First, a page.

Expected Post Operative Course of a Mid-Foot Fusion
To stabilise and improve the position of the fore foot against the rearfoot. In addition, the aim is to substantially reduce pain in the foot.
By fusion of one or more of the joints in the middle of the foot. In most cases this involves surgery on the LisFranc joint, which is made of 5 individual joints. Your surgery will involve fusion of some or all of these joints and sometimes the surrounding joints. The technique of fusion involves the removal of cartilage and firm fixing together by pins, screws and/or plates of two bones. Once bone grows across the space where the joint was, a fusion has occurred and a patient can start weight bearing (6 to 12 weeks after surgery).
WHAT IS THE EFFECT OF THE FUSION?
The purpose of the surgery is to reduce pain and improve function. Although the fusion of the joint(s) will reduce available movement in the mid-foot, in most cases arthritic changes have already occurred in these joints and therefore they have already become stiff. Therefore most patient report that they do not notice much difference in mobility of their foot after surgery compared to before surgery. However they do notice improved comfort.
Depending on the patient's condition the Podiatrist may need to perform other procedures in addition to the fusion of the mid-foot. One or more other joints may need to be fused to further stabilise the foot and eliminate pain. Tendons may need to be lengthened, shortened, or transferred to aid in the correction of the patient's foot condition.
This surgery is performed in a hospital. Most times the surgery can be safely and efficiently performed on a same day basis. In certain circumstances an over night stay in hospital is required but your Podiatrist will inform you if this is necessary. It is very important that you follow all the post operative instructions provided to you by the Podiatrist in order to be as comfortable as possible and to aid in obtaining the best result from your surgery. Often a medical practitioner will be involved in providing management of the medical component of the hospital stay.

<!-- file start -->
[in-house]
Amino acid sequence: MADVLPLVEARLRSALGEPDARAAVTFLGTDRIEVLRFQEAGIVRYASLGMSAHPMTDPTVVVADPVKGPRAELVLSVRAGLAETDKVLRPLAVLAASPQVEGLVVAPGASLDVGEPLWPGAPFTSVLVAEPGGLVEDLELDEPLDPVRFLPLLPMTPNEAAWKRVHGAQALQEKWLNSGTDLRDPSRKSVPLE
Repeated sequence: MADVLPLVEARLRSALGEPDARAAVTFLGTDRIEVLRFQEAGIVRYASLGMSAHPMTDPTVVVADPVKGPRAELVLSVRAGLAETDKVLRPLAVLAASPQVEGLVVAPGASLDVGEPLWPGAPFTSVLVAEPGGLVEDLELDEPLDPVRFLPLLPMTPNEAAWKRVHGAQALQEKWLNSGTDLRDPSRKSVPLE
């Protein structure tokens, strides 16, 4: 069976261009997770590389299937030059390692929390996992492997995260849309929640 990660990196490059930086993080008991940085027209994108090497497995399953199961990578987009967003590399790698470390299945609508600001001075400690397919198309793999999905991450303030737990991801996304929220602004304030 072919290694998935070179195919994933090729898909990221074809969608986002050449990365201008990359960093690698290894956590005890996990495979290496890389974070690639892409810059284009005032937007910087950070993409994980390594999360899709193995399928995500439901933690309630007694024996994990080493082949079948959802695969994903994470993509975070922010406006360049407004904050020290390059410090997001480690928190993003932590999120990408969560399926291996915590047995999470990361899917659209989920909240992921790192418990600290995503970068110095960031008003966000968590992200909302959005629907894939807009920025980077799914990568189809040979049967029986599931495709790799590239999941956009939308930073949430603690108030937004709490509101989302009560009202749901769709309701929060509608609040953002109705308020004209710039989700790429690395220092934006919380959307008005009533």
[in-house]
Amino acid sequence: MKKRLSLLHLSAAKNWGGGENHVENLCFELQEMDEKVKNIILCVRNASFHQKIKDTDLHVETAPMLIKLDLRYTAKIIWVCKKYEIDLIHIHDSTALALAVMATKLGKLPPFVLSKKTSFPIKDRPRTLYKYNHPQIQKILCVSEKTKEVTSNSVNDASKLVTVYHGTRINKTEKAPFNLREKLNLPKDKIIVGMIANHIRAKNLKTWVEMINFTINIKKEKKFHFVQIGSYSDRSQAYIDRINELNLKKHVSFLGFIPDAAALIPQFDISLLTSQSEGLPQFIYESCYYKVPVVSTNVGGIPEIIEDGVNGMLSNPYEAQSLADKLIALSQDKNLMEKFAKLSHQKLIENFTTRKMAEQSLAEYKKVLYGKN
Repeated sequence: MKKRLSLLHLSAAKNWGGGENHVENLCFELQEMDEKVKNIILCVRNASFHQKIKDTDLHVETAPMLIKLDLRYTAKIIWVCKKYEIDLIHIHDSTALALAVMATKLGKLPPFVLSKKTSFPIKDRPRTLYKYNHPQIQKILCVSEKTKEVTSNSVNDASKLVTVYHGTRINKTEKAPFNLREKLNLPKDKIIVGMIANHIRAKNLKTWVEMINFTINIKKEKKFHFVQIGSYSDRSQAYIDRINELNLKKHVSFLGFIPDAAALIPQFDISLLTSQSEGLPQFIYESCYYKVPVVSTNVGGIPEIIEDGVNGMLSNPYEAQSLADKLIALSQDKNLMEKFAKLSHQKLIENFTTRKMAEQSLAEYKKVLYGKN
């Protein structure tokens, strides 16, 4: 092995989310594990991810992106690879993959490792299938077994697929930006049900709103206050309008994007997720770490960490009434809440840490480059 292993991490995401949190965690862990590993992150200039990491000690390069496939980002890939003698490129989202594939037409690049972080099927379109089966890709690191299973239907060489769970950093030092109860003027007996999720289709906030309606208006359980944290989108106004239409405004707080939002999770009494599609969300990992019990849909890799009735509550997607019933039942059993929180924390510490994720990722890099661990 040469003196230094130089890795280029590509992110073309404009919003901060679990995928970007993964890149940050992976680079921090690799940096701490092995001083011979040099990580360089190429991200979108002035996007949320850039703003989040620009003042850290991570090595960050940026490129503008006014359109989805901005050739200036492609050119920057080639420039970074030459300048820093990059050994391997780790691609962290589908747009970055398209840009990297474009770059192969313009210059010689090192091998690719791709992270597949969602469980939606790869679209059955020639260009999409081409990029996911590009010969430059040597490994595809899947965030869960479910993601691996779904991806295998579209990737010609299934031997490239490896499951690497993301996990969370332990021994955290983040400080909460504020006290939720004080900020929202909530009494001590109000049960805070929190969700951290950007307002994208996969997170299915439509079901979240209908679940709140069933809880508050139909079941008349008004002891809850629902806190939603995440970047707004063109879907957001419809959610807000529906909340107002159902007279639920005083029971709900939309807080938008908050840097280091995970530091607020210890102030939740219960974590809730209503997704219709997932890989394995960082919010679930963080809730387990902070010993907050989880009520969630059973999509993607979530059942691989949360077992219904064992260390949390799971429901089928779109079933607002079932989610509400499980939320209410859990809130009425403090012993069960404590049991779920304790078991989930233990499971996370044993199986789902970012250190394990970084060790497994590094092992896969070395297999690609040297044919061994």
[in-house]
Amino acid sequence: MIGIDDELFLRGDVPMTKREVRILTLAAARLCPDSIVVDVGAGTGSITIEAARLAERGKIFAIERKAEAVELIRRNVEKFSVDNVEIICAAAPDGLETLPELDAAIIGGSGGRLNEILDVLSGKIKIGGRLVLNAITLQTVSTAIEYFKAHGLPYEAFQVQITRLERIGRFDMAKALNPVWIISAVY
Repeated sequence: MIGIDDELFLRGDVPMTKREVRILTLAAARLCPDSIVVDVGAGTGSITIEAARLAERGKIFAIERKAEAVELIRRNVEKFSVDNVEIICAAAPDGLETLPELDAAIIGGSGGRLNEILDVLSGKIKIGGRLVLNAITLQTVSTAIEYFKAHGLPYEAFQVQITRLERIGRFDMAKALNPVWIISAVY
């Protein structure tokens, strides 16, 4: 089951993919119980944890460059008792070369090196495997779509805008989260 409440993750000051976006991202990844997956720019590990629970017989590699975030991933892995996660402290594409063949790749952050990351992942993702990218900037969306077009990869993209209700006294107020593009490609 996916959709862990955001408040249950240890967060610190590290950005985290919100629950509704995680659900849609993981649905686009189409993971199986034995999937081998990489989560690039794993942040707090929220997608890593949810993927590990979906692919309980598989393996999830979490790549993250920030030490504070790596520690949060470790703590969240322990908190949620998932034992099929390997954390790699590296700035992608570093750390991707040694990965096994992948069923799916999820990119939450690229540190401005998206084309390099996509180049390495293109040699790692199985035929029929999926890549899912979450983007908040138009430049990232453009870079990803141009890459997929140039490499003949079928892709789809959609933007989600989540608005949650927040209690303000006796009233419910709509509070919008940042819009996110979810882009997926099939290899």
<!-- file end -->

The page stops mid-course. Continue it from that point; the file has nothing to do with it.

General anaesthesia in combination with local anaesthesia is most often used. Where appropriate a sedation type of anaesthetic in combination with local anaesthetic is used instead of general anaesthetic. Either way, the patient has a numb foot for many hours after surgery.
The first form of pain relief used is the application of ice, elevation and a cast (to control swelling). In addition to this a local anaesthetic block keeps the patient's foot numb for many hours after surgery
POST OPERATIVE COURSE:
For the first 3 days ice and elevation are used to control swelling. At 24 to 48 hours after surgery the patient begins dangling the leg over the side of the bed and with good progression is able to ambulate using a walking frame or crutches.
For the duration of time that the patient is non-weight bearing there is some risk of a vein clot or D.V.T. (Deep Vein Thrombosis) forming in one or both legs. Therefore in some patients medication is used to "thin" the blood. For the time the patient is in hospital a small injection is given under the skin once or twice a day in order to achieve this. After discharge an oral medication is used for this purpose. The medication may be in the form of Aspirin or a stronger medication (Warfarin). Usually a medical practitioner is used to manage this therapy. This therapy is combined with use of a compression stocking on the non-operative leg to prevent the formation of vein clots.
The patient is discharged from hospital the day of surgery or after a 1 night stay.
Usually the cast is left in place for between 6 to 8 weeks. It is very important to the success of the surgery that no weight be placed on the operative foot until the Podiatrist instructs the patient to do so. This is between 6 to 12 weeks after surgery. Your Podiatric Surgeon will instruct you as to when weight bearing should begin. Do not start walking on the operated side until you have been advised to do so, failure to follow this advice will compromise your surgery.
This is best performed by sitting on a plastic stool inside the shower with your operated foot on another stool outside the shower. Alternatively, if you can manage it you can sit in the bath with the foot over a plank of wood over the top of the bath. Do not attempt to stand in the shower with a bag over your cast. This method invariably leaks and it is most unsafe as there is a good chance of falling over.
Once the cast has been removed the patient is able to get the foot wet as well as start rehabilitative exercises in preparation for walking. At this time, a below knee compression stocking is utilised to control swelling. This stocking is used for 6 to 12 months after surgery.
A series of post operative Xrays are taken to check that bone healing is occurring. This is usually at 8 weeks,12 weeks and 12 months. A return to walking occurs via a slow and progressive program. A new orthotic device is prepared before the patient starts to walk and is fabricated ready for a return to walking.
A special brace and crutches are used for walking. After 2 weeks the crutches are not usually needed. The brace is then used for a further 2 to 8 weeks. A return to normal footwear occurs with lace ups at about 12 to 16 weeks and all forms of footwear at 4 to 6 months. The foot and ankle appear "different" compared to the other side for 12 to 18 months.
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